The second garden we visited and nearly didn’t get out of was ‘Merry Garth’ also located towards the back of the town. This garden was a lot smaller with much more confined walking paths. Part of the garden was the rain forest walk consisting of various ferns and banksias. One thing that stood out for me was that all the plants, trees and shrubbery were labeled. The garden marketed itself as containing rare plants. However for a novice such as me it was difficult to appreciate the exotic plants because I didn’t know what I was looking for. The garden has a small nursery which you can purchase some of the plants.
When we got back into the car we proceeded to drive out of the long single lane driveway, but got stuck because there was a line of cars heading out as well as trying to drive in. Usually there would be some give-way areas on the side of the road, but people decided to park their cars there. It was a bit of a showdown which eventually ended with the people entering deciding to reverse and try to park outside.
It was already the 2 in the afternoon at this point and we had one last garden to see. We settled on ‘Breenford’ and was I glad that we did. This garden was by far the largest one at the festival. Totaling an impressive 40 hectares, as I stated earlier we explored only a fraction of it.
The lady at the gates suggested we explore the area to the left and right of the main path first because it was the most mature part of the garden. Apparently the recent re-make of ‘The Great Gatsby’ was filmed inside this particular park.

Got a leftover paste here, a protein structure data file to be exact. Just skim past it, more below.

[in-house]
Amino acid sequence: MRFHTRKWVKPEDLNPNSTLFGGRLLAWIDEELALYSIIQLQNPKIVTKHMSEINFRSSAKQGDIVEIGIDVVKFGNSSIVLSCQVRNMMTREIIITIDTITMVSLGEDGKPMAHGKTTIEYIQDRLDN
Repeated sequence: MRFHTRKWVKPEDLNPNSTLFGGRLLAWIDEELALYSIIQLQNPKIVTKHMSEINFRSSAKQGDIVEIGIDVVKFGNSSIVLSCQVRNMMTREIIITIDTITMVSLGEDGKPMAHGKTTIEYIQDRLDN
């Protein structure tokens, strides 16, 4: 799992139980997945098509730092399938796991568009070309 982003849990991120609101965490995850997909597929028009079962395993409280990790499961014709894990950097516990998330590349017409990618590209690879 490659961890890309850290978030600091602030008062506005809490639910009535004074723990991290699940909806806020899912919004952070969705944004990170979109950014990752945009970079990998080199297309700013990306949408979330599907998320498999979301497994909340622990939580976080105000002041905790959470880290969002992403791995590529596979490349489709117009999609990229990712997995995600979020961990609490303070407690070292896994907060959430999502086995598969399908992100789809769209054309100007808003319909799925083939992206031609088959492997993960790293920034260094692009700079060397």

I later told Charmaine that it would do no justice to the park to only spend an hour or so, a full day would be required to see all the beauty and craftsmanship that went into maintaining this behemoth.
I will say no more, and show the beauty of this park through some of the photos I took on the day.
In closing the festival is an absolute gem, and a great experience. My fondness for the Blue Mountain towns has been increasingly growing every time I visit one of them, and that day was no exception. Mt Wilson is a serene area of the Greater Sydney that everyone should visit.
I only wish the organizers of the event would increase the length of it to at least two days or perhaps a week. The amount of traffic and cars was a big pain-point and detracted from the day.
We thought a great little family tradition would be to make a Christmas hamper full of little presents that Levi and eventually Benji can open on Christmas eve. Levi’s big present still awaits him the next day (trampoline) but for now he can open the box and have fun with the little goodies.
So my 30th birthday came and went. We ended up celebrating at home due to the constraints with having young kids. It was great though, big dinner with family on Friday then another big dinner with friends on Saturday.
Saturday was themed as ‘nerdy thirty’, with people encouraged to dress up nerdy. I won’t be posting any of the costumes on my blog, those who know me have probably seen them on facebook already.
I did want to share some of the house decorations that were prepared by me for the night. I took a lot of inspiration from Pinterest posts but mixed and changed some of the ideas around. I paid some homage to the early electronic games.
Here are some of the best ones of the night.